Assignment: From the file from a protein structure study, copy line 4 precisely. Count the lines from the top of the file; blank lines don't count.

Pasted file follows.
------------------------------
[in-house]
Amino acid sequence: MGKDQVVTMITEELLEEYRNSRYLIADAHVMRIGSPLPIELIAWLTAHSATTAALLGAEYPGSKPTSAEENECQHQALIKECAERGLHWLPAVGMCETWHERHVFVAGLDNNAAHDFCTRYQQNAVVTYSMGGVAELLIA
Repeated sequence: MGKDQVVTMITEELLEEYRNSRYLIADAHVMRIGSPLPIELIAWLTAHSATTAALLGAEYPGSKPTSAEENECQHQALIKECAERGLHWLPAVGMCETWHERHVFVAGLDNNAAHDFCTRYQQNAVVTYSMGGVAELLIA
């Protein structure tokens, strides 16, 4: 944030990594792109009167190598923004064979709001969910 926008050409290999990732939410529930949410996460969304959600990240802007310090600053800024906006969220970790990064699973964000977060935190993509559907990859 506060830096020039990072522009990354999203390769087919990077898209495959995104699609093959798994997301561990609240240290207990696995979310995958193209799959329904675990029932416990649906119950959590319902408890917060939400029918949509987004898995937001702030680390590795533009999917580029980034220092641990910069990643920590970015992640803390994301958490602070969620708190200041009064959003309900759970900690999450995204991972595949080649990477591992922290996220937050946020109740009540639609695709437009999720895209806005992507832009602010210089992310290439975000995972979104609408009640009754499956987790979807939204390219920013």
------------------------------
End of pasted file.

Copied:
């Protein structure tokens, strides 16, 4: 944030990594792109009167190598923004064979709001969910 926008050409290999990732939410529930949410996460969304959600990240802007310090600053800024906006969220970790990064699973964000977060935190993509559907990859 506060830096020039990072522009990354999203390769087919990077898209495959995104699609093959798994997301561990609240240290207990696995979310995958193209799959329904675990029932416990649906119950959590319902408890917060939400029918949509987004898995937001702030680390590795533009999917580029980034220092641990910069990643920590970015992640803390994301958490602070969620708190200041009064959003309900759970900690999450995204991972595949080649990477591992922290996220937050946020109740009540639609695709437009999720895209806005992507832009602010210089992310290439975000995972979104609408009640009754499956987790979807939204390219920013």